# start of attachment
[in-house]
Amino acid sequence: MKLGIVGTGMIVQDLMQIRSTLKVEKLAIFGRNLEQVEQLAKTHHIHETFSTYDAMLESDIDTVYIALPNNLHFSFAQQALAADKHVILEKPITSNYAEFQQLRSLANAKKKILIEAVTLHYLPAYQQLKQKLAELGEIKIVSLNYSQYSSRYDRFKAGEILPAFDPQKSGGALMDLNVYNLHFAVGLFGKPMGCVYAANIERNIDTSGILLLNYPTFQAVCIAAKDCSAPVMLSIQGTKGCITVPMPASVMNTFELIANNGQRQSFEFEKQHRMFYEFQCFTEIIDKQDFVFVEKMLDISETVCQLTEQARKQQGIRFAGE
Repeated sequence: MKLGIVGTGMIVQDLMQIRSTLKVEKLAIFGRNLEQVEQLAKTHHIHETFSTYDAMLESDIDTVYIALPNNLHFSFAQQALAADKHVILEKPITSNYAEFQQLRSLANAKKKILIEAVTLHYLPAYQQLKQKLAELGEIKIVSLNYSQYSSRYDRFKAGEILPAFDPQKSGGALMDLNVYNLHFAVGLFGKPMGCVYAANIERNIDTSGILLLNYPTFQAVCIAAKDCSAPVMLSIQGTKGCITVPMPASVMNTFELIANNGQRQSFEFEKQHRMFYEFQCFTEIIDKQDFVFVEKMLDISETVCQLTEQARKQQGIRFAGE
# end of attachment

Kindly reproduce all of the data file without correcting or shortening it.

[in-house]
Amino acid sequence: MKLGIVGTGMIVQDLMQIRSTLKVEKLAIFGRNLEQVEQLAKTHHIHETFSTYDAMLESDIDTVYIALPNNLHFSFAQQALAADKHVILEKPITSNYAEFQQLRSLANAKKKILIEAVTLHYLPAYQQLKQKLAELGEIKIVSLNYSQYSSRYDRFKAGEILPAFDPQKSGGALMDLNVYNLHFAVGLFGKPMGCVYAANIERNIDTSGILLLNYPTFQAVCIAAKDCSAPVMLSIQGTKGCITVPMPASVMNTFELIANNGQRQSFEFEKQHRMFYEFQCFTEIIDKQDFVFVEKMLDISETVCQLTEQARKQQGIRFAGE
Repeated sequence: MKLGIVGTGMIVQDLMQIRSTLKVEKLAIFGRNLEQVEQLAKTHHIHETFSTYDAMLESDIDTVYIALPNNLHFSFAQQALAADKHVILEKPITSNYAEFQQLRSLANAKKKILIEAVTLHYLPAYQQLKQKLAELGEIKIVSLNYSQYSSRYDRFKAGEILPAFDPQKSGGALMDLNVYNLHFAVGLFGKPMGCVYAANIERNIDTSGILLLNYPTFQAVCIAAKDCSAPVMLSIQGTKGCITVPMPASVMNTFELIANNGQRQSFEFEKQHRMFYEFQCFTEIIDKQDFVFVEKMLDISETVCQLTEQARKQQGIRFAGE